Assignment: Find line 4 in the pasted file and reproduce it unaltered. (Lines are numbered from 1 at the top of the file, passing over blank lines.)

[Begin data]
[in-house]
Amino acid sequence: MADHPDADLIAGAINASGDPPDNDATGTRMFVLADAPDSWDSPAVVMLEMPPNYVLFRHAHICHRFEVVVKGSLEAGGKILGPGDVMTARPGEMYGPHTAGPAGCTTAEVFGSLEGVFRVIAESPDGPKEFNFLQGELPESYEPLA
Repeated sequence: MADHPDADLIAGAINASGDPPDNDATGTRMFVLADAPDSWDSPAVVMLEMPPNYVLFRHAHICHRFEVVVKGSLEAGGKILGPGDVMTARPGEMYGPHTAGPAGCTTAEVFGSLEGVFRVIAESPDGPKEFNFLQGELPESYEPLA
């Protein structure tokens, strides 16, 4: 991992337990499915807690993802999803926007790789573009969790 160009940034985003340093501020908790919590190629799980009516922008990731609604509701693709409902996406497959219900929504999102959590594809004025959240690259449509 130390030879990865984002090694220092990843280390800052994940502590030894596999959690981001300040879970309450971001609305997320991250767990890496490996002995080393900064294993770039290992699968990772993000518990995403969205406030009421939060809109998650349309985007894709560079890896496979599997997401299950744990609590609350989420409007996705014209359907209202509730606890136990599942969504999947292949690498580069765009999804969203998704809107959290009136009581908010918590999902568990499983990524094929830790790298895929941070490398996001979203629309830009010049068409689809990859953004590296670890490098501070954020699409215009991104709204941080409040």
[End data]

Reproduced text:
């Protein structure tokens, strides 16, 4: 991992337990499915807690993802999803926007790789573009969790 160009940034985003340093501020908790919590190629799980009516922008990731609604509701693709409902996406497959219900929504999102959590594809004025959240690259449509 130390030879990865984002090694220092990843280390800052994940502590030894596999959690981001300040879970309450971001609305997320991250767990890496490996002995080393900064294993770039290992699968990772993000518990995403969205406030009421939060809109998650349309985007894709560079890896496979599997997401299950744990609590609350989420409007996705014209359907209202509730606890136990599942969504999947292949690498580069765009999804969203998704809107959290009136009581908010918590999902568990499983990524094929830790790298895929941070490398996001979203629309830009010049068409689809990859953004590296670890490098501070954020699409215009991104709204941080409040």